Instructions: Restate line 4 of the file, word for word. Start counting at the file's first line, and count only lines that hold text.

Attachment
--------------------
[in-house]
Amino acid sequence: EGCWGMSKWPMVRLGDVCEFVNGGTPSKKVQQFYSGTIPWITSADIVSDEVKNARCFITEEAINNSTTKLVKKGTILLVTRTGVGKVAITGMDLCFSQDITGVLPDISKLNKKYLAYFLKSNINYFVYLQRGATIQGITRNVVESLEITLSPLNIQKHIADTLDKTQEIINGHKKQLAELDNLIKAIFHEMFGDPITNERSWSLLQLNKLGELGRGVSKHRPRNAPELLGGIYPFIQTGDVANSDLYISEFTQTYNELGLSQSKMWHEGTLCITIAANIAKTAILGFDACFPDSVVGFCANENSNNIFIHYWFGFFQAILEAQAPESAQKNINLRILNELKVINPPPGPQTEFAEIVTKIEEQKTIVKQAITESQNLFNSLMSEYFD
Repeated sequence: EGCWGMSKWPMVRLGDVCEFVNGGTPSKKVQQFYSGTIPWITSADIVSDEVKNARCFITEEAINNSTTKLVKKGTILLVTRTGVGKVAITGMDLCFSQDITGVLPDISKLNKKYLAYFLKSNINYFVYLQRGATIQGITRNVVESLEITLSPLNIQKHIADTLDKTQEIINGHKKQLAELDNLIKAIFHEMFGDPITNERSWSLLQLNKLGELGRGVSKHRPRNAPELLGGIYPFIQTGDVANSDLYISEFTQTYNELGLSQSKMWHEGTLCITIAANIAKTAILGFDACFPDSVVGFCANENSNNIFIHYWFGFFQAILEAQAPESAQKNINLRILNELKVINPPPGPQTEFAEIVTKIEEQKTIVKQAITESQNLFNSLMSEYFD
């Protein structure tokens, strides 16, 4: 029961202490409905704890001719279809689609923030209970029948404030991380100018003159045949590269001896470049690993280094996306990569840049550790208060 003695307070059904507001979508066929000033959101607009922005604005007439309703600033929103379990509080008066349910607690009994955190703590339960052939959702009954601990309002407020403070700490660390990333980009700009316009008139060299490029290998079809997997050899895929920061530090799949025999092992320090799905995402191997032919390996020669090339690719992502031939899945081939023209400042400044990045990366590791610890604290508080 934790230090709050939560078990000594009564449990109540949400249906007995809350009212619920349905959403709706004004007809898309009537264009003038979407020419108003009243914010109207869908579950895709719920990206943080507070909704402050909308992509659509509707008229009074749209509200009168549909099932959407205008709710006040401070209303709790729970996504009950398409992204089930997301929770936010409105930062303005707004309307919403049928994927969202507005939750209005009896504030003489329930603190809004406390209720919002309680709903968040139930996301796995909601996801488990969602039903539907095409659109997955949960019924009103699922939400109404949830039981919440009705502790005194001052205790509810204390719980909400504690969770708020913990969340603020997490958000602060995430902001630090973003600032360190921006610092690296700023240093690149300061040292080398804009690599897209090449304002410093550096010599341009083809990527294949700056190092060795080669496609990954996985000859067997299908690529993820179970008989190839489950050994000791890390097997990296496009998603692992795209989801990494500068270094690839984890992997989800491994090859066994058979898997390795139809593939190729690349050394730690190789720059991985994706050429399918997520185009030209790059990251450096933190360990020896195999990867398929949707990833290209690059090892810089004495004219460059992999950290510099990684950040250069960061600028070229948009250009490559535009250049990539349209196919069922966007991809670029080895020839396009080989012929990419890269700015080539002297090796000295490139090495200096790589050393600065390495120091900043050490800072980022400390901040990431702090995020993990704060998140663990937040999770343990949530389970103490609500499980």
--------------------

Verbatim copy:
């Protein structure tokens, strides 16, 4: 029961202490409905704890001719279809689609923030209970029948404030991380100018003159045949590269001896470049690993280094996306990569840049550790208060 003695307070059904507001979508066929000033959101607009922005604005007439309703600033929103379990509080008066349910607690009994955190703590339960052939959702009954601990309002407020403070700490660390990333980009700009316009008139060299490029290998079809997997050899895929920061530090799949025999092992320090799905995402191997032919390996020669090339690719992502031939899945081939023209400042400044990045990366590791610890604290508080 934790230090709050939560078990000594009564449990109540949400249906007995809350009212619920349905959403709706004004007809898309009537264009003038979407020419108003009243914010109207869908579950895709719920990206943080507070909704402050909308992509659509509707008229009074749209509200009168549909099932959407205008709710006040401070209303709790729970996504009950398409992204089930997301929770936010409105930062303005707004309307919403049928994927969202507005939750209005009896504030003489329930603190809004406390209720919002309680709903968040139930996301796995909601996801488990969602039903539907095409659109997955949960019924009103699922939400109404949830039981919440009705502790005194001052205790509810204390719980909400504690969770708020913990969340603020997490958000602060995430902001630090973003600032360190921006610092690296700023240093690149300061040292080398804009690599897209090449304002410093550096010599341009083809990527294949700056190092060795080669496609990954996985000859067997299908690529993820179970008989190839489950050994000791890390097997990296496009998603692992795209989801990494500068270094690839984890992997989800491994090859066994058979898997390795139809593939190729690349050394730690190789720059991985994706050429399918997520185009030209790059990251450096933190360990020896195999990867398929949707990833290209690059090892810089004495004219460059992999950290510099990684950040250069960061600028070229948009250009490559535009250049990539349209196919069922966007991809670029080895020839396009080989012929990419890269700015080539002297090796000295490139090495200096790589050393600065390495120091900043050490800072980022400390901040990431702090995020993990704060998140663990937040999770343990949530389970103490609500499980």